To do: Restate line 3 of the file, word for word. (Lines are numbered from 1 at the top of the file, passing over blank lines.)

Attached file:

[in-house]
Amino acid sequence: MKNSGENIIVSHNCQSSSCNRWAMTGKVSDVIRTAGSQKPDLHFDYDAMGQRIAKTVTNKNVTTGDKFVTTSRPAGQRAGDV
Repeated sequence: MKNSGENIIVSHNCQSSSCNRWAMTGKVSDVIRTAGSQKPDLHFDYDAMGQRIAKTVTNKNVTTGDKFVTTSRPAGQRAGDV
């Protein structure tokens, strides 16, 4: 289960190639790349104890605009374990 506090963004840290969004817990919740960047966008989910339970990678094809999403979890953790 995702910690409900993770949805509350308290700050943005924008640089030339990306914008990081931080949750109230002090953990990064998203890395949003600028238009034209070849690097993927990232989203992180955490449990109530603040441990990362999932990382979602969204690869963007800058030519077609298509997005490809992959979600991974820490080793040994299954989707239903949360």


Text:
Repeated sequence: MKNSGENIIVSHNCQSSSCNRWAMTGKVSDVIRTAGSQKPDLHFDYDAMGQRIAKTVTNKNVTTGDKFVTTSRPAGQRAGDV